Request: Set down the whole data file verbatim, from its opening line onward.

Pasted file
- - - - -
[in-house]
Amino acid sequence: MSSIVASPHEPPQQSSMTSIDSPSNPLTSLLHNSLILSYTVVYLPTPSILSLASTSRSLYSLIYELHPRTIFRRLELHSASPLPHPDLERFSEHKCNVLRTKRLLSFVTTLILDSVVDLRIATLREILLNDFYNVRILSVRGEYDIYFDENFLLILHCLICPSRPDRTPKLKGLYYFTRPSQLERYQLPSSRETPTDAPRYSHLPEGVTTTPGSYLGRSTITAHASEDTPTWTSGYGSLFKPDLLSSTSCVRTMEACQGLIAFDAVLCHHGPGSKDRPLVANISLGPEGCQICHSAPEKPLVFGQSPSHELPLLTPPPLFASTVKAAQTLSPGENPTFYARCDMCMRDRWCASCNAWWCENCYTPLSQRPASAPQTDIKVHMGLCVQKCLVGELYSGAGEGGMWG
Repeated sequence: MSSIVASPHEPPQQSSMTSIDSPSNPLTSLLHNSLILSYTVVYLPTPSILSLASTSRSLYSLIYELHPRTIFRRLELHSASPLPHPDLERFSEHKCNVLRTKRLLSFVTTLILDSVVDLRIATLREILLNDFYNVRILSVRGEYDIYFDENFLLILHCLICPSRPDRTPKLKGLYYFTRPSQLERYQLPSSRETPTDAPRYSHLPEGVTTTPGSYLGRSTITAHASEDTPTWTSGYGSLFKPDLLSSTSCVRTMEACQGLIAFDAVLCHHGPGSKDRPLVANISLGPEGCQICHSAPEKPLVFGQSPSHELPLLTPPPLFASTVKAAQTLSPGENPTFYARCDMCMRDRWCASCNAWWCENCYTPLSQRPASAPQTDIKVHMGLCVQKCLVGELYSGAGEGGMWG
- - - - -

[in-house]
Amino acid sequence: MSSIVASPHEPPQQSSMTSIDSPSNPLTSLLHNSLILSYTVVYLPTPSILSLASTSRSLYSLIYELHPRTIFRRLELHSASPLPHPDLERFSEHKCNVLRTKRLLSFVTTLILDSVVDLRIATLREILLNDFYNVRILSVRGEYDIYFDENFLLILHCLICPSRPDRTPKLKGLYYFTRPSQLERYQLPSSRETPTDAPRYSHLPEGVTTTPGSYLGRSTITAHASEDTPTWTSGYGSLFKPDLLSSTSCVRTMEACQGLIAFDAVLCHHGPGSKDRPLVANISLGPEGCQICHSAPEKPLVFGQSPSHELPLLTPPPLFASTVKAAQTLSPGENPTFYARCDMCMRDRWCASCNAWWCENCYTPLSQRPASAPQTDIKVHMGLCVQKCLVGELYSGAGEGGMWG
Repeated sequence: MSSIVASPHEPPQQSSMTSIDSPSNPLTSLLHNSLILSYTVVYLPTPSILSLASTSRSLYSLIYELHPRTIFRRLELHSASPLPHPDLERFSEHKCNVLRTKRLLSFVTTLILDSVVDLRIATLREILLNDFYNVRILSVRGEYDIYFDENFLLILHCLICPSRPDRTPKLKGLYYFTRPSQLERYQLPSSRETPTDAPRYSHLPEGVTTTPGSYLGRSTITAHASEDTPTWTSGYGSLFKPDLLSSTSCVRTMEACQGLIAFDAVLCHHGPGSKDRPLVANISLGPEGCQICHSAPEKPLVFGQSPSHELPLLTPPPLFASTVKAAQTLSPGENPTFYARCDMCMRDRWCASCNAWWCENCYTPLSQRPASAPQTDIKVHMGLCVQKCLVGELYSGAGEGGMWG